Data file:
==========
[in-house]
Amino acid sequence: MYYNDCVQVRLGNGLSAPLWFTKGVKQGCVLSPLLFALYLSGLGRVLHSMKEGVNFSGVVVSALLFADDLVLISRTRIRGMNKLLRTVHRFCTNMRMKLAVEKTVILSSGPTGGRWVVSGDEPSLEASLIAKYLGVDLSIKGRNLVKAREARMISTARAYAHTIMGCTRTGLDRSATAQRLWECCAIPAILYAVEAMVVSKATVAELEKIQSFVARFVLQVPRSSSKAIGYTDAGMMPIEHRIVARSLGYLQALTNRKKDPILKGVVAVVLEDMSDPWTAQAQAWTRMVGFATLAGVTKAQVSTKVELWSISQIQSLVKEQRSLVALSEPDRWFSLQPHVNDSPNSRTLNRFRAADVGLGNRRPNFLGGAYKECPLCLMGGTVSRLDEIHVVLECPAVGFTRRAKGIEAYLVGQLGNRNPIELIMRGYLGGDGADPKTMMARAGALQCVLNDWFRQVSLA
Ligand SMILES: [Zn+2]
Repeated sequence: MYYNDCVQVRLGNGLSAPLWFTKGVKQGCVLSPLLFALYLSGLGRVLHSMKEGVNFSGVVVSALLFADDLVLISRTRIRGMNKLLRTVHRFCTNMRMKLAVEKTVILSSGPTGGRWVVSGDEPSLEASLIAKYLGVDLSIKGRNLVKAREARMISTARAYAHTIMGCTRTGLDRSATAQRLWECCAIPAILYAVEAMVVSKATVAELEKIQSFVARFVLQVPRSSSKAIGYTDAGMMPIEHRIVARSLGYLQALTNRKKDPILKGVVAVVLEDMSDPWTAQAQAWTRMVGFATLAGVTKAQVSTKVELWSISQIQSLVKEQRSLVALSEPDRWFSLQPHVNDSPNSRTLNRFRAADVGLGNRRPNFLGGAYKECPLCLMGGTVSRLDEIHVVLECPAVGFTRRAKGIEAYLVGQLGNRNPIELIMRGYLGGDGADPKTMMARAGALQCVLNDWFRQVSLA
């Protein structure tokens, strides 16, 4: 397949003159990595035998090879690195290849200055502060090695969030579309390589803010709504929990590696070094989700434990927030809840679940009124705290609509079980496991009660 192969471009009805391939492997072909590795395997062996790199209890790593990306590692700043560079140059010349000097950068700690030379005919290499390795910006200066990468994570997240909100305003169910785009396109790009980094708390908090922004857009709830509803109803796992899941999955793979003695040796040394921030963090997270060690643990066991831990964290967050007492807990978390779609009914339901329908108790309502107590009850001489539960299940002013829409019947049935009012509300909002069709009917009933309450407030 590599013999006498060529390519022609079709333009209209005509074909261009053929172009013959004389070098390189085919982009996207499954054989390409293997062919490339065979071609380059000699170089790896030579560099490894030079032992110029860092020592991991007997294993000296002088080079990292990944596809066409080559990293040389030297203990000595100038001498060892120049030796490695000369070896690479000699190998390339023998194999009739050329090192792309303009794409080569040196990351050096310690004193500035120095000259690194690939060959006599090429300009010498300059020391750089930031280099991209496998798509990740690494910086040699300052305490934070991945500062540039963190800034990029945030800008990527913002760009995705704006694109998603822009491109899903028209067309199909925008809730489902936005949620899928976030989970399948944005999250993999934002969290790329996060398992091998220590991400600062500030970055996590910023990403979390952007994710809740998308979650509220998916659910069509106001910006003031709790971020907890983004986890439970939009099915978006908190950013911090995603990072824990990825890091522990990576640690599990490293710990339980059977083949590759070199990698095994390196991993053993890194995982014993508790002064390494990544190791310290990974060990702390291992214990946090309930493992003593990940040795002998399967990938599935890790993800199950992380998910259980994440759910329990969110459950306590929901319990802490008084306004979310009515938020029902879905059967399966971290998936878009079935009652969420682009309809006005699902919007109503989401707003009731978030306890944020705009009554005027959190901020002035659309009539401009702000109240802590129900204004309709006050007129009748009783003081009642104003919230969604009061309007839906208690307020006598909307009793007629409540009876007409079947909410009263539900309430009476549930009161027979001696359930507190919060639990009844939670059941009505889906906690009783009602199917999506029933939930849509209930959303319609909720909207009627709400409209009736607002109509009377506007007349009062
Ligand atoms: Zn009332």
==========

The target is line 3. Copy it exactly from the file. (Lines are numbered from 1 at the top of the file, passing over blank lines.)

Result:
Ligand SMILES: [Zn+2]